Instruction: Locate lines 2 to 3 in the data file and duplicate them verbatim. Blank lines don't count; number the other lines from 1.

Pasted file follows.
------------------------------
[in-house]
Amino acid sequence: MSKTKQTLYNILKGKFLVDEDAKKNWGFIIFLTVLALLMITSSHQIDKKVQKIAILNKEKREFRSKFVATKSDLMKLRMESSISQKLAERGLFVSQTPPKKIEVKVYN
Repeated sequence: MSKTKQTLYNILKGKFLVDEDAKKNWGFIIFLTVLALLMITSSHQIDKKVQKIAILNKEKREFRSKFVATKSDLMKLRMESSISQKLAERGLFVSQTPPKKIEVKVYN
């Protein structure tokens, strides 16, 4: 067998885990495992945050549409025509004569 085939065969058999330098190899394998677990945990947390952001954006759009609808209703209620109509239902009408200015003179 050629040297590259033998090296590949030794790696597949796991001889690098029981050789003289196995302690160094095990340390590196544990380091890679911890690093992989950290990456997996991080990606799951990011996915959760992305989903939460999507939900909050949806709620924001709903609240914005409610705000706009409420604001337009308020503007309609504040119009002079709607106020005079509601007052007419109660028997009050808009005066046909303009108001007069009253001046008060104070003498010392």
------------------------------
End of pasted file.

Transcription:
Amino acid sequence: MSKTKQTLYNILKGKFLVDEDAKKNWGFIIFLTVLALLMITSSHQIDKKVQKIAILNKEKREFRSKFVATKSDLMKLRMESSISQKLAERGLFVSQTPPKKIEVKVYN
Repeated sequence: MSKTKQTLYNILKGKFLVDEDAKKNWGFIIFLTVLALLMITSSHQIDKKVQKIAILNKEKREFRSKFVATKSDLMKLRMESSISQKLAERGLFVSQTPPKKIEVKVYN